Citizen Science Ventures Into Space

By Guest Blogger | May 21, 2013 10:04 am

by Kiki Sanford

Inside a nondescript office building in Mountain View, California, a gathering took place recently that might have been a glimpse into the future.

At first, the people, like the building, didn’t offer many hints of what that future might look like. They came from all walks of life: young, old, students, businesspeople, men and women.

Then they started talking.

Rockets, microgravity, space planes, moon bases, gas stations in orbit – if you didn’t know better, you would think you had walked into a science fiction conference. But, in this case, reality is much better than fiction. These everyday people were learning how to design science experiments to take place in low Earth orbit.

The majority of attendees at the Space Hackers Workshop weren’t scientists. They were part of the growing movement of citizen science, experiments performed in a distributed way by non-specialists, tinkerers, and the scientifically curious. And now, building on the growing market for private space travel, citizen science is edging toward a new frontier: space.

How to get to space

Though the future of federal funding for American space travel is questionable, the space industry is currently experiencing incredible private sector growth. No fewer than twenty-three different vehicle designs capable of carrying passengers into space or low Earth orbit are currently in development or actively being tested. Virgin Galactic and SpaceX are the most visible of the contenders due to their recent successful test flights. Consequently, the opportunities for citizen scientists, engineers and entrepreneurs to be part of humanity’s expansion into space are set to increase dramatically while at the same time becoming much more affordable.

The workshop, held May 4-5, was brimming with talks explaining the ways in which citizen scientists could get involved in space research and exploration.

In a presentation about the Lynx, a two-seat, reusable launch vehicle currently in development by XCOR, Khaki Rodway ran down a long list of scientific experiments that could fit into the 20 kg and 120 kg payloads of the suborbital spaceplane: everything from electronics testing for future technologies to be used on Earth or in space to remote imaging to help authorities fight forest fires more effectively.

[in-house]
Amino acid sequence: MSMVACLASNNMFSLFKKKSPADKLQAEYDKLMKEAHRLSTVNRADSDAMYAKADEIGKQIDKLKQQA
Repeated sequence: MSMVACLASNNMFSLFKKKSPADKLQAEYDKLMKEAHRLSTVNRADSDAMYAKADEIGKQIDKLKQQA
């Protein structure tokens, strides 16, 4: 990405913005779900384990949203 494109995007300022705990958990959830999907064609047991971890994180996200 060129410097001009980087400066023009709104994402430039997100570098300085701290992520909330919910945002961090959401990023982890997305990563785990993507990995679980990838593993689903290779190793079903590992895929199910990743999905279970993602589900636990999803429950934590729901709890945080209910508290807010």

Citizen scientists can design experiments individually or as part of a team and have them sent up as payload in spaceplanes like the Lynx. XCOR, expecting to make much of its profits from payload use, has laid out guidelines for payload development on their website. Payload cost will vary according to company and amount of space required, but XCOR quoted the range of $5,000 to $500,000. If you want to go to space alongside your experiment be prepared to shell out at least $95,000. NASA’s Flight Opportunities Program acts as a middleman to help scientists find flights for their projects.

Another option is to launch your own satellite. Small satellites called CubeSats are available to anyone, although academics, companies, and amateur satellite builders are currently the primary market. The present cost of sending a CubeSat into low-earth orbit ranges between $100,000-200,000 for construction and launch. However, several open-source components, including variations on arduino programming boards, alongside advancing smartphone technologies, are bringing down the cost for building and developing experiments.

Finally, there’ll be competitions. Initiatives in the mold of the XPRIZE have had success in soliciting research ideas from individuals and companies, and space research is following suit. Citizens In Space, a project of the United States Rocket Academy, has announced a High-Altitude Astrobiology Challenge which will award cash prizes of up to $10,000 to ordinary citizens for the development of devices to collect microbes from space. The group has also said that they plan to sponsor 100 citizen science experiments to fly on suborbital missions in the Lynx spaceplane.

The questions such research could answer are nearly limitless. For example, it’s thought that studying small aquatic invertebrates called waterbears (or tardigrades) might give us insight into human biology in space; synthetic biology could design useful microbes to transform waste into energy for long space missions; protein crystallization studies, sometimes easier in microgravity, have already led to pharmaceutical breakthroughs.

From basic biology and chemistry to more instantly applicable technology, there is more unknown about space than known at the moment, and a lot of room for ordinary people to iterate upon ideas.

Small businesses join the action

In addition to science, attendees were there with an eye toward business. Entrepreneurs discussed opportunities like 3-D printing in space, mining of objects in the solar system, manufacturing on the moon and Mars, and space tourism. Jim Kerevala, CEO of Shackleton Energy, and Jason Dunn, the Chief Technologist for Made In Space, both made the case that small-scale experiments in sub-orbital or orbital payloads will be the driving force behind new business development in the fledgling sector of space services.